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The RECOMPILE Options


The RECOMPILE Options

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Marry Krissmess
Marry Krissmess
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anil_kumar32 (7/7/2011)


Good things that comes with SP are security, less network traffic and SQL injection aviodance.



Attention with security. Sometimes SPs execute with admin permissions even when the user does not have this level. Network traffic is indeed reduced. BUT you can easily write an SP where injection is possible for example when you create the ad-hoc SQL inside the SP.
Marry Krissmess
Marry Krissmess
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rene.schulz@implico.com
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Developers (mostly in the beginning stages of their career) often tend to use OPTION (RECOMPILE) an an excuse for introducing more and more adhoc T-SQL into the application and then tend to eliminate SP's altogether. And then they reach a stage where plan cache gets filled up to the brim again and again.


I'm not a native speaker, but this part in the blog is a little bit confused for me. I understand that T-SQL can fill up the plan cache by the described reasons in your article, but the opton RECOMPILE will not cache any statements in the cache. The explanation is also only related to T-SQL statement usage instead of SPs and not to the RECOMPILE option?

http://msdn.microsoft.com/en-us/library/ms181714.aspx

Instructs the SQL Server Database Engine to discard the plan generated for the query after it executes, forcing the query optimizer to recompile a query plan the next time the same query is executed.
kramaswamy
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Could be wrong, but I think what he means is that, because these developers switch from using stored procedures to inline ad-hoc queries, the plan cache gets filled up by all the queries being executed. Even if they are deleted and repopulated each time they are run, each different query adds to the cache.
hakim.ali
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Good reading and very informative. Thanks.

Hakim Ali
www.sqlzen.com
anil_kumar32
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Hello Marry,

Pease understand if i wrote SP to avoid SQL Injection then obviously i would not any ad-hoc query within SP.

Regards,
Anil


mtassin
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Marry Krissmess (7/7/2011)
anil_kumar32 (7/7/2011)


Good things that comes with SP are security, less network traffic and SQL injection aviodance.



Attention with security. Sometimes SPs execute with admin permissions even when the user does not have this level. Network traffic is indeed reduced. BUT you can easily write an SP where injection is possible for example when you create the ad-hoc SQL inside the SP.



Only when you do that wrong. for an example of how to generate dynamic SQL in a stored proc and still be relatively safe from injection read Gail's blog

http://sqlinthewild.co.za/index.php/2009/03/19/catch-all-queries/



--Mark Tassin
MCITP - SQL Server DBA
Proud member of the Anti-RBAR alliance.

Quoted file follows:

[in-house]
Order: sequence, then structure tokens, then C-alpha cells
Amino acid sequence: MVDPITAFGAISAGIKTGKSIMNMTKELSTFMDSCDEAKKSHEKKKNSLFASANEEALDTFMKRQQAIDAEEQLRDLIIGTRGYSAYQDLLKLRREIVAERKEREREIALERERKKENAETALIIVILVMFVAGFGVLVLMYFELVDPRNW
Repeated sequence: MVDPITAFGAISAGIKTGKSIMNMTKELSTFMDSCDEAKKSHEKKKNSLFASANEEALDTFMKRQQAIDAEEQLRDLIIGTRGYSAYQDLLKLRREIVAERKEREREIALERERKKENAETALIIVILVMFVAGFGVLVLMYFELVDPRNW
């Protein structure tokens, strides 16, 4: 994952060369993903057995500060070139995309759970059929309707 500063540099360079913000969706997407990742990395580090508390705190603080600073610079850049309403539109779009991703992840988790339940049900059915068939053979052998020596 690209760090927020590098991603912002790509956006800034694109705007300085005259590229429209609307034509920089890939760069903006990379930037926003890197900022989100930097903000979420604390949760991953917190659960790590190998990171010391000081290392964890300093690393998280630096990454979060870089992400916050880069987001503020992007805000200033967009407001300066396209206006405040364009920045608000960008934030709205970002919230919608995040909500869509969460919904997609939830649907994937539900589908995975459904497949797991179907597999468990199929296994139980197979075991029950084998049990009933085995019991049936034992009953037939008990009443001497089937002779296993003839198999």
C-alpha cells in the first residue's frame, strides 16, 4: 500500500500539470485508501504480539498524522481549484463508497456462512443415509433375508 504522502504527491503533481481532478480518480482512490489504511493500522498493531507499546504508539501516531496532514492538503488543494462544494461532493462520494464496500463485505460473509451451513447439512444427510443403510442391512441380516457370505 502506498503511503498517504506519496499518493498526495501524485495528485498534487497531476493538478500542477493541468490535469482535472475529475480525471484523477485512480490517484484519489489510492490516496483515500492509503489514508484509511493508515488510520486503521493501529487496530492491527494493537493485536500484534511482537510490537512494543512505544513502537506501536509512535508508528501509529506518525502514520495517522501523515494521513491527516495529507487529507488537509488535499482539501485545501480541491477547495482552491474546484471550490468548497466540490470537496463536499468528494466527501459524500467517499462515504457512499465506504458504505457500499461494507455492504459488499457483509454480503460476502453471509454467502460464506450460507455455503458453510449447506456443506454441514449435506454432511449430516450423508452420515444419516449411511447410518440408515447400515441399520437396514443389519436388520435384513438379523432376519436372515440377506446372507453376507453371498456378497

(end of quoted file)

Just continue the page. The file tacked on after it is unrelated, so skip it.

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gary.strange-sqlconsumer
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Hi Suresh,

Good article!

Is it really necessary to include the database name in all object references? I've always included schema.object but not database name as it's impossible to deploy the same code base on many databases if you hardcode the db name.

Surely the search for object statistics will start in the current database so adding the db name won't help. Also shouldn't we be using synonyms when making cross database queries.
chrisfradenburg
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If option recompile is used the plan doesn't remain in cache so it won't lead to cache bloat. Disclaimer, don't run this in production.

dbcc freeproccache
go

select * from msdb.dbo.sysjobs option (recompile)
go

select * from sys.dm_exec_cached_plans cp
cross apply sys.dm_exec_sql_text(cp.plan_handle) st
where st.text like '%sysjobs%' option (recompile)
go

select * from msdb.dbo.sysjobs
go

select * from sys.dm_exec_cached_plans cp
cross apply sys.dm_exec_sql_text(cp.plan_handle) st
where st.text like '%sysjobs%' option (recompile)
go




While looking into this I found that the recompiled statement didn't exist in sys.dm_exec_query_stats either which has performance troubleshooting implications.
chrisfradenburg
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OPTION (RECOMPILE) is to be only used as a temporary measure while a process for converting adhoc T-SQL code to Stored Procedures is underway.


I'm not sure I agree with this. I've seen cases where there's a statement that doesn't take a lot of resources to compile and depending on the parameters passed in different execution plans can be generated. Statements like that are good candidates for recompiles. Granted, it may be more efficient to compile it with a specific parameter but that depends on the situation. Using option recompile certainly isn't the first thing I would look at but there are times it may end up being the best tool.
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